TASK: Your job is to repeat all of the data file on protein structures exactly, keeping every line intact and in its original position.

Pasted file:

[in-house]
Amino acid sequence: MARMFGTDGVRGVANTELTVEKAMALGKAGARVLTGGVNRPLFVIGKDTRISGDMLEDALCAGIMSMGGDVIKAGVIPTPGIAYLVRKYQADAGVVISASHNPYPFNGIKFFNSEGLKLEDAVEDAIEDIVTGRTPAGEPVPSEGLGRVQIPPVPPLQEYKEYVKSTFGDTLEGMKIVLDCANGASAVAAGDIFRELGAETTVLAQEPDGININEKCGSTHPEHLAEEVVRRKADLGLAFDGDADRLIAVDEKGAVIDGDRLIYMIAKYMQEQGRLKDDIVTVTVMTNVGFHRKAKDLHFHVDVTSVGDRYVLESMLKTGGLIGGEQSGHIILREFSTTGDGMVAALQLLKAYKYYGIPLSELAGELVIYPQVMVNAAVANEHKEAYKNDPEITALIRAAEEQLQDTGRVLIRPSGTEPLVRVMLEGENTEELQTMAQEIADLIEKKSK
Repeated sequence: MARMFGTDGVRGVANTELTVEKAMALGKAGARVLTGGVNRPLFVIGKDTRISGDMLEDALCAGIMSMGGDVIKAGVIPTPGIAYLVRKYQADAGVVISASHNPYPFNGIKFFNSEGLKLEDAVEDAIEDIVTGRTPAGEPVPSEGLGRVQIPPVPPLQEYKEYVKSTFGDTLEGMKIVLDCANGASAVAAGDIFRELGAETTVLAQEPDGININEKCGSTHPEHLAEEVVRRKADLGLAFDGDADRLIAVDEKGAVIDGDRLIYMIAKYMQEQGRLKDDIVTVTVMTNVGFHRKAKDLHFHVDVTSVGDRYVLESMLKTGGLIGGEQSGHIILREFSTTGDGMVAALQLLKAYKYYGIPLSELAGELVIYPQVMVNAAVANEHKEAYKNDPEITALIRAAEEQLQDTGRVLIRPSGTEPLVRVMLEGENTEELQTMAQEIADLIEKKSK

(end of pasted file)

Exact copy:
[in-house]
Amino acid sequence: MARMFGTDGVRGVANTELTVEKAMALGKAGARVLTGGVNRPLFVIGKDTRISGDMLEDALCAGIMSMGGDVIKAGVIPTPGIAYLVRKYQADAGVVISASHNPYPFNGIKFFNSEGLKLEDAVEDAIEDIVTGRTPAGEPVPSEGLGRVQIPPVPPLQEYKEYVKSTFGDTLEGMKIVLDCANGASAVAAGDIFRELGAETTVLAQEPDGININEKCGSTHPEHLAEEVVRRKADLGLAFDGDADRLIAVDEKGAVIDGDRLIYMIAKYMQEQGRLKDDIVTVTVMTNVGFHRKAKDLHFHVDVTSVGDRYVLESMLKTGGLIGGEQSGHIILREFSTTGDGMVAALQLLKAYKYYGIPLSELAGELVIYPQVMVNAAVANEHKEAYKNDPEITALIRAAEEQLQDTGRVLIRPSGTEPLVRVMLEGENTEELQTMAQEIADLIEKKSK
Repeated sequence: MARMFGTDGVRGVANTELTVEKAMALGKAGARVLTGGVNRPLFVIGKDTRISGDMLEDALCAGIMSMGGDVIKAGVIPTPGIAYLVRKYQADAGVVISASHNPYPFNGIKFFNSEGLKLEDAVEDAIEDIVTGRTPAGEPVPSEGLGRVQIPPVPPLQEYKEYVKSTFGDTLEGMKIVLDCANGASAVAAGDIFRELGAETTVLAQEPDGININEKCGSTHPEHLAEEVVRRKADLGLAFDGDADRLIAVDEKGAVIDGDRLIYMIAKYMQEQGRLKDDIVTVTVMTNVGFHRKAKDLHFHVDVTSVGDRYVLESMLKTGGLIGGEQSGHIILREFSTTGDGMVAALQLLKAYKYYGIPLSELAGELVIYPQVMVNAAVANEHKEAYKNDPEITALIRAAEEQLQDTGRVLIRPSGTEPLVRVMLEGENTEELQTMAQEIADLIEKKSK